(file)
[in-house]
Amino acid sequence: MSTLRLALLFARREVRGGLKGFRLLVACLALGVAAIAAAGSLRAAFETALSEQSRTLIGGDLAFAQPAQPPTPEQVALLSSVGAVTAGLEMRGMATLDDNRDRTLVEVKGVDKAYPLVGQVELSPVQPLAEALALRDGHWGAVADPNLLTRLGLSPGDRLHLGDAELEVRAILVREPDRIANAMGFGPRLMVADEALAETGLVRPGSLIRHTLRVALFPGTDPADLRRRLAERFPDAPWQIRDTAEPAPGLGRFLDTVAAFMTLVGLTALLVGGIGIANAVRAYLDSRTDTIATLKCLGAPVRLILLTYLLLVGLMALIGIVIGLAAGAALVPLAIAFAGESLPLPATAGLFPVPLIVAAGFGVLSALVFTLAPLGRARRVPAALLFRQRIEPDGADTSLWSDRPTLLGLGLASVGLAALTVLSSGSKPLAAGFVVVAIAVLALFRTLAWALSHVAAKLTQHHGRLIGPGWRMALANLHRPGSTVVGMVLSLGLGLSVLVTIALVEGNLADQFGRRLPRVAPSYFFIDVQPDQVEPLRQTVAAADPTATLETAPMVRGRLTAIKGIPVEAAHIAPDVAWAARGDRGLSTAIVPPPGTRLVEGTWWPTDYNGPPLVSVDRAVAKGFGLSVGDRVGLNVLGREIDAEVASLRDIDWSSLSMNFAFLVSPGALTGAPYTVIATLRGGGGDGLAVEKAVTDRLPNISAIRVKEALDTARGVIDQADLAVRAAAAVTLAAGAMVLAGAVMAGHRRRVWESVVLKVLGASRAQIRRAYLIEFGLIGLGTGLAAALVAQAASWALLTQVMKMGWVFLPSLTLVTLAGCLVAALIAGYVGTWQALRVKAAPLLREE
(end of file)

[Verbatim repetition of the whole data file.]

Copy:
[in-house]
Amino acid sequence: MSTLRLALLFARREVRGGLKGFRLLVACLALGVAAIAAAGSLRAAFETALSEQSRTLIGGDLAFAQPAQPPTPEQVALLSSVGAVTAGLEMRGMATLDDNRDRTLVEVKGVDKAYPLVGQVELSPVQPLAEALALRDGHWGAVADPNLLTRLGLSPGDRLHLGDAELEVRAILVREPDRIANAMGFGPRLMVADEALAETGLVRPGSLIRHTLRVALFPGTDPADLRRRLAERFPDAPWQIRDTAEPAPGLGRFLDTVAAFMTLVGLTALLVGGIGIANAVRAYLDSRTDTIATLKCLGAPVRLILLTYLLLVGLMALIGIVIGLAAGAALVPLAIAFAGESLPLPATAGLFPVPLIVAAGFGVLSALVFTLAPLGRARRVPAALLFRQRIEPDGADTSLWSDRPTLLGLGLASVGLAALTVLSSGSKPLAAGFVVVAIAVLALFRTLAWALSHVAAKLTQHHGRLIGPGWRMALANLHRPGSTVVGMVLSLGLGLSVLVTIALVEGNLADQFGRRLPRVAPSYFFIDVQPDQVEPLRQTVAAADPTATLETAPMVRGRLTAIKGIPVEAAHIAPDVAWAARGDRGLSTAIVPPPGTRLVEGTWWPTDYNGPPLVSVDRAVAKGFGLSVGDRVGLNVLGREIDAEVASLRDIDWSSLSMNFAFLVSPGALTGAPYTVIATLRGGGGDGLAVEKAVTDRLPNISAIRVKEALDTARGVIDQADLAVRAAAAVTLAAGAMVLAGAVMAGHRRRVWESVVLKVLGASRAQIRRAYLIEFGLIGLGTGLAAALVAQAASWALLTQVMKMGWVFLPSLTLVTLAGCLVAALIAGYVGTWQALRVKAAPLLREE